I couldn’t accept myself for who I was, in fact I didn’t even know who I was. It didn’t help that during all of this I was still getting in trouble in education and had no support. The school tried to put things in place for me to improve my behaviour. Unfortunately schools are not mental health experts. As time went on and everything built up I was permanently expelled around the end of year 10.

I felt betrayed and so did my parents. I had been let down again by people I thought I could trust.

I believe that no matter where you came from or what challenges you are facing you can still conquer your demons, realise your dreams, and achieve your potential

Due to everything that was going on, I started to go down the wrong path. I turned to drugs and would hide away from the world. I stopped everything I’d usually do. I had encounters with the police and eventually ended up in court. Everything was taking a massive toll on me. I began to feel more and more suicidal.

I was empty of emotion and reasonable thought. Luckily, a man who had experiences similar to me and had only just left prison saved my life. He realised I was upset and traumatise, spoke to me and actually gave me hope and positivity which I hadn’t had before. I owe my life to him and yet I don’t even know him!

At the start of year 11 I was told I would be sent to a Pupil Referral Unit called Heybridge. This seemed like the worst thing in the world, but how different it turned out to be. This place made me accept who I was. I had 1:1 teaching here and this really helped me to focus. With there only being a few months till my GCSEs I still managed to pass all of my GCSEs and achieve my grades. I found my passion and love for music here as well.

One 30-minute lesson a week with no equipment gave me a purpose in life beyond being angry and pushing the self-destruct button. I knew music was what I wanted to do for the rest of my life from the very first lesson.

During my time at Heybridge I was eventually formally diagnosed with ADHD. I was placed on medication. This was a massive relief and weight off my shoulders. I knew why I was acting the way I was, and why I had faced these traumatic times. I felt like my life had begun again, this time with a purpose!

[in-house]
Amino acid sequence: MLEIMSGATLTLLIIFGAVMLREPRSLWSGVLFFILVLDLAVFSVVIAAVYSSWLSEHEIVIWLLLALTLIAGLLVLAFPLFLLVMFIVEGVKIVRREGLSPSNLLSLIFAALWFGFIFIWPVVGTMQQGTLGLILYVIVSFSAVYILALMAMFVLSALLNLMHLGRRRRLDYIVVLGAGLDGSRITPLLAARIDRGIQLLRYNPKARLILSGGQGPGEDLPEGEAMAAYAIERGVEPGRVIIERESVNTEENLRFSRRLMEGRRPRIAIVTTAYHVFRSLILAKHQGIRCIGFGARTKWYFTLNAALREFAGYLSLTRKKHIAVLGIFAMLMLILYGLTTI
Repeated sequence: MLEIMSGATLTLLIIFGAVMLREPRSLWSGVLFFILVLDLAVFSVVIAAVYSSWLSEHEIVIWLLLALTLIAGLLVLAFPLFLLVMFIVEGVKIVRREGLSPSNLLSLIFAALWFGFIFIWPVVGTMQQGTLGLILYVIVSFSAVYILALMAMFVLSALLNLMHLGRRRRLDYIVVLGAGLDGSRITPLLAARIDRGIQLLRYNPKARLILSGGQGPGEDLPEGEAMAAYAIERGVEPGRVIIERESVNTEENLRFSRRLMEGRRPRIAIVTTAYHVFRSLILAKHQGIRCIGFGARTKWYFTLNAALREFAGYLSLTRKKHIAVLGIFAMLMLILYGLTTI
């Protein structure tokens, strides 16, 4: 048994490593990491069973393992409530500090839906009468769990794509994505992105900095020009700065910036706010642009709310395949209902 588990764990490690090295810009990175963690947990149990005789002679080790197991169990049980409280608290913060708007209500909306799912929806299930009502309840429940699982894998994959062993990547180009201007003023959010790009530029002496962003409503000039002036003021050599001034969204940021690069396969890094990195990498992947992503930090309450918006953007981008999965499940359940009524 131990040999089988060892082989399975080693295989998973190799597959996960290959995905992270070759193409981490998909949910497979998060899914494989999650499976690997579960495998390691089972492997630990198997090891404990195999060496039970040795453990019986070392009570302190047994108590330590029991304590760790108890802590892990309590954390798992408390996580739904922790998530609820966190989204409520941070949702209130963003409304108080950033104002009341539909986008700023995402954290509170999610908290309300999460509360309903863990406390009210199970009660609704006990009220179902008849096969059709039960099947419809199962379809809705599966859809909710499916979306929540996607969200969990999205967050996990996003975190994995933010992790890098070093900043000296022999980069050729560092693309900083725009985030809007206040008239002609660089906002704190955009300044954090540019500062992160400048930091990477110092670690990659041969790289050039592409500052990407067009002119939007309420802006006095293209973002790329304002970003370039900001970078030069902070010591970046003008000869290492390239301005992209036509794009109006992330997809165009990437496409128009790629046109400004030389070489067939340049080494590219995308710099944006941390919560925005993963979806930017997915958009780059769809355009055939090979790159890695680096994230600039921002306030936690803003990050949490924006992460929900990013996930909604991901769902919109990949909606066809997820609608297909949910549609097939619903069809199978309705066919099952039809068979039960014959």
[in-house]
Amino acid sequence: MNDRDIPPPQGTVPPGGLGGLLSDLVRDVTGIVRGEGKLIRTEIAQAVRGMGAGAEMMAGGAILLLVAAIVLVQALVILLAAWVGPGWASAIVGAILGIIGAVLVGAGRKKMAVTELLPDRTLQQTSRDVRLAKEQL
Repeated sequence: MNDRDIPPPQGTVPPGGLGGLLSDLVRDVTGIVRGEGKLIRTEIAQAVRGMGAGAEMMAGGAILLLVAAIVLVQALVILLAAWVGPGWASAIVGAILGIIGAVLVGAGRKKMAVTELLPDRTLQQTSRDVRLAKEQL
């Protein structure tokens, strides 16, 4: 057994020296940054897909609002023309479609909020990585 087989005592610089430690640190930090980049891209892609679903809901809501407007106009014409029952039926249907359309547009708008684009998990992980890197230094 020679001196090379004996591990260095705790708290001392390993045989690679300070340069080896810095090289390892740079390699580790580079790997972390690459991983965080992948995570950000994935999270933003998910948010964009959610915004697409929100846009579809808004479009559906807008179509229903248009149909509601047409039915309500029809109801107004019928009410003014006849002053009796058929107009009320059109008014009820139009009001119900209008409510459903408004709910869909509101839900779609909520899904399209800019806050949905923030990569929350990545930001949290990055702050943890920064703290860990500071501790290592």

J Grange

J Grange

After my time at Heybridge I continued to follow my dream with my music. I started it as a hobby but from early 2019 onwards I started to take it seriously. I write and produce all of my music and I released my first track and music video in April 2019 and from this gained great traction. In October 2019 my second release ‘Buena Vida’ accumulated over 100k views on YouTube via urban platform Link Up TV. I also Appeared on BBC Radio stations to be interviewed, BBC National and Look East news and the BBC National website talking about my mental health experiences and how my music helped me. I experienced great admiration of my story from local newspapers and magazines. I am currently working with a Kiss FM DJ on my debut EP which will be released at the start of May

I also now go into schools and PRUs across London and surrounding areas to do presentations and to inspire the students and tell my story. I am looking to start my own music studio for people with mental health issues.

I believe that no matter where you came from or what challenges you are facing you can still conquer your demons, realise your dreams, and achieve your potential. Don’t let anyone say you can’t. Avoid all negative energy. Stay strong. We are all the same and can allow our journey to take us wherever we want it. We’re all in control of our own destiny, no one else.